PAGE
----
Day 2: Immersing in Adventure Learning, Designing for Authenticity, and Learning About Aesthetics

The second day started with my personal conference highlight ? the keynote by Aaron Doering and Charles Miller, both professors of educational technology at the LT Media Lab, University of Minnesota (USA). Throughout their talk, Doering and Miller argued that the most important goal when integrating technology into education is to design for authenticity. To foster this design goal, they presented four layers of authenticity: content, context, narrative, and shared experience. The audience, tired of run of the mill learning environments, greatly appreciated instructional design ideas that followed new and exciting approaches off the beaten track, as these comments illuminate: ?I have to say I find all of this so inspiring !? (Mark Curcher), ?Takes experiential learning to another level. I love it!? (Linda Brawner), ?I?m blown away! Very inspiring!? (Jordan Reiter).

Fig 2. Layers of Authenticity: Keynote by Aaron Doering and Charles Miller from LT Media Lab.

Content: ?Authentic content? means the use of timely, real-world problems, media (e.g., photos, video, interviews) scenarios, and case-based examples to guide instructional presentation. To exemplify their ideas, Doering and Miller presented two learning environments for users with special needs. AvenueASL is an e-assessment environment for American Sign Language (ASL) for K-12 and postsecondary ASL learners, used at 18 universities and 27 high schools throughout the US. In a deaf and hard of hearing (DHH) learning tool, which is currently under development, the researchers implemented a gaming type environment to improve reading and writing skills.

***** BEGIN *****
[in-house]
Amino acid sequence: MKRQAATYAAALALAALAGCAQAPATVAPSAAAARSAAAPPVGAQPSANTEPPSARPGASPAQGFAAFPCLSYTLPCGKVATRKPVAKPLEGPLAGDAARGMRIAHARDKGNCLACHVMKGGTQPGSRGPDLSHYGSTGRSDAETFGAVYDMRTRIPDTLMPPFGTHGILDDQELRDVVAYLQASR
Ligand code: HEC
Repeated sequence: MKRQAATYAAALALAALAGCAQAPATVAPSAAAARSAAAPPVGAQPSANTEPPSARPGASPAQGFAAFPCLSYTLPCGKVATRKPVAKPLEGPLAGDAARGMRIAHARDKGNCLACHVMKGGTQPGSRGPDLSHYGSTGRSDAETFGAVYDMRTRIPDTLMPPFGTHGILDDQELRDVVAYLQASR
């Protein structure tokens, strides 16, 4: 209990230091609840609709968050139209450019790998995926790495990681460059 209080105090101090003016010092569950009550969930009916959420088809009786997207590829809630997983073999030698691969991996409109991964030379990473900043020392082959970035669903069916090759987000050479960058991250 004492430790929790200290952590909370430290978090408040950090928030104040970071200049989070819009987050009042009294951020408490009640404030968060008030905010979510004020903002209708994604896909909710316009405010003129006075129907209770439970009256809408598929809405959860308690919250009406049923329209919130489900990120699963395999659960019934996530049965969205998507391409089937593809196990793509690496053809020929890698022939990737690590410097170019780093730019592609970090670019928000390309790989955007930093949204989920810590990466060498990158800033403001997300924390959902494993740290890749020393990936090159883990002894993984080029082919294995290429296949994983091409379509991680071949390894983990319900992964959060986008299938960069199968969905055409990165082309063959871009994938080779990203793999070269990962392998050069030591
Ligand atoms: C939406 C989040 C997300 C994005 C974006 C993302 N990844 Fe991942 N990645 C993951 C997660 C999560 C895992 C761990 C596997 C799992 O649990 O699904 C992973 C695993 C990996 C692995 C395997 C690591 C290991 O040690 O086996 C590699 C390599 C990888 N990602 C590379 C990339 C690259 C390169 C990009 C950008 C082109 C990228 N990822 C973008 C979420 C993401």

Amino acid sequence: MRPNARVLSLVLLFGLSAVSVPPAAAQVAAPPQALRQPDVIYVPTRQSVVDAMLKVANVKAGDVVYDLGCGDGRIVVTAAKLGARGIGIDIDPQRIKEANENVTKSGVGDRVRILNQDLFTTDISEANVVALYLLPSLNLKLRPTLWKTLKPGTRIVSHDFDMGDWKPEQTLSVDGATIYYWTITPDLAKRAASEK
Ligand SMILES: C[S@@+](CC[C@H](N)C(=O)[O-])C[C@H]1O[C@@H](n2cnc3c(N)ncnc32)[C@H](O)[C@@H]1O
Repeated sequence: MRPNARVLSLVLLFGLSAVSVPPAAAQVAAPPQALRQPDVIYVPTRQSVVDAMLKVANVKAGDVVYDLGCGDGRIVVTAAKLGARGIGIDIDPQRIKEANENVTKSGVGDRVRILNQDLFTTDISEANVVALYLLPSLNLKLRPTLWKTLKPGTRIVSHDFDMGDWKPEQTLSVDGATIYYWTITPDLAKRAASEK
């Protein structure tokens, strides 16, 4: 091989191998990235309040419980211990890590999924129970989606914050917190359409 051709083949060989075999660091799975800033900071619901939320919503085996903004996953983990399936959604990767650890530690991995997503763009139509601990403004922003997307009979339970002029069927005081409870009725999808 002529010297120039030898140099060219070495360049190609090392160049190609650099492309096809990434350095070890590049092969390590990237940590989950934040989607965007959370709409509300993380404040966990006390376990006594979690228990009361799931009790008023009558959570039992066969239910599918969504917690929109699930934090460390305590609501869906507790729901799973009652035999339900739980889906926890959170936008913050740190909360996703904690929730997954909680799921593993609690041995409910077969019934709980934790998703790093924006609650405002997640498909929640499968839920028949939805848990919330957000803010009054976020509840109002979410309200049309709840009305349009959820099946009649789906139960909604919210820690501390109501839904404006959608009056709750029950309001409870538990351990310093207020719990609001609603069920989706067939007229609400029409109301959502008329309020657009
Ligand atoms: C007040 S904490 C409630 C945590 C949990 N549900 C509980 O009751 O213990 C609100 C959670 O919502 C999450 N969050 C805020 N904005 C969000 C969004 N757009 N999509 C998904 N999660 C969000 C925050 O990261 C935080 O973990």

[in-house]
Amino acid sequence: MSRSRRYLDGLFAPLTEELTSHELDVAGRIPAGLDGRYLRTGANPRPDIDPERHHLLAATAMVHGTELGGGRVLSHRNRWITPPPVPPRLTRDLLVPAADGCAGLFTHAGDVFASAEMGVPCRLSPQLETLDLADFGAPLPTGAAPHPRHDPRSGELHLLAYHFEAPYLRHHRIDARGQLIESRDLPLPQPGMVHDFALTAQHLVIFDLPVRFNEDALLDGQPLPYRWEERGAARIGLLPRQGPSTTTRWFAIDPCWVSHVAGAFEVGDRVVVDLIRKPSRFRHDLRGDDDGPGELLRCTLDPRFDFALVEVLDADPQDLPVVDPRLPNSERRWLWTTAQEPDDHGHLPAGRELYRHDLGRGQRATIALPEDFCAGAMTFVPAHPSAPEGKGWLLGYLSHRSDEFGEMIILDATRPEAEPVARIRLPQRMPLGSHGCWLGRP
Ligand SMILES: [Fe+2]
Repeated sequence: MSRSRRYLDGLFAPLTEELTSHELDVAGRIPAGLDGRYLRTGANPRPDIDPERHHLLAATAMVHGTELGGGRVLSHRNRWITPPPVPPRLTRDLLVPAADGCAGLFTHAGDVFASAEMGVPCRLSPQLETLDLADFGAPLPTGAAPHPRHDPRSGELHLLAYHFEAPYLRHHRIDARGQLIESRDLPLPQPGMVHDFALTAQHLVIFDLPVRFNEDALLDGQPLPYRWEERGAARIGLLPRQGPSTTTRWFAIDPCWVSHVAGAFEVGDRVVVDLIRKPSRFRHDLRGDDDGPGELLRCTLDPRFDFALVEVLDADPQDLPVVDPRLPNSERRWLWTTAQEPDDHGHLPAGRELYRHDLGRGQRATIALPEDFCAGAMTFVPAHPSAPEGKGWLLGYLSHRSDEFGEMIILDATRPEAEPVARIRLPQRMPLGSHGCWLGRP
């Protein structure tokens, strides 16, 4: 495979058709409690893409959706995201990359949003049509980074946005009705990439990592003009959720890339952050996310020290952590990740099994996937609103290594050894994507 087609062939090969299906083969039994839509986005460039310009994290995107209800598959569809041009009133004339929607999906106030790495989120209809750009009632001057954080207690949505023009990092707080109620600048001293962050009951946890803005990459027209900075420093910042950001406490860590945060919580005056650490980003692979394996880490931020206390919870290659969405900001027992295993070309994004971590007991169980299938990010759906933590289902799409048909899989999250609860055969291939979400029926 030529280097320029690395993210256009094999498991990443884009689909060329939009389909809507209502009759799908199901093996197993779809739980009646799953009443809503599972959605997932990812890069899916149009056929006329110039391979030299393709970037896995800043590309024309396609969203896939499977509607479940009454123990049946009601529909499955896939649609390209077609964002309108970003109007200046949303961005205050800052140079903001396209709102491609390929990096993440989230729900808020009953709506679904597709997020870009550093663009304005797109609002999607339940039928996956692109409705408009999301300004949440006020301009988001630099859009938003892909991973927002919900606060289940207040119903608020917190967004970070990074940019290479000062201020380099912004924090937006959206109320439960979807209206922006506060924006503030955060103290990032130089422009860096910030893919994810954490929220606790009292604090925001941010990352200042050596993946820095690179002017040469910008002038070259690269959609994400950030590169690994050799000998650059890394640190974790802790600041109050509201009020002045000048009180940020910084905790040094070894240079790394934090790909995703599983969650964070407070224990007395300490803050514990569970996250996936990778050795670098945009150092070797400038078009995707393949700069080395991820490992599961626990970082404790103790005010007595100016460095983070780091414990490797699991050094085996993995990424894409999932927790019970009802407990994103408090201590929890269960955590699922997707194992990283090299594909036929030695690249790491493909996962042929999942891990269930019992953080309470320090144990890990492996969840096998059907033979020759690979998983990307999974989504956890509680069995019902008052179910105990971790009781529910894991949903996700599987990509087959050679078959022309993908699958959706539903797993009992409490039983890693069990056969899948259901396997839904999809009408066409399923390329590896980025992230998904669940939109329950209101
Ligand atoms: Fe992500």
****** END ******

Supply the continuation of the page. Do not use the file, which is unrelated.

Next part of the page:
Context: Designing for authentic context means to immerse students in real-world, ill-structured problem scenarios, based on genuine, valid, and legitimate needs specifications, data, and expectations. As an example, Doering and Miller presented ?Geothentic,? a training environment for geographic knowledge, where learners have to solve realistic problems like ?Where is the best place to build a new hospital in the San Francisco area?? Situated Movies serve as motivational prompts to solve the task.

Fig 3. Where is the best place to build a new hospital in the San Francisco area? Visualization of students solutions in the teacher?s? view.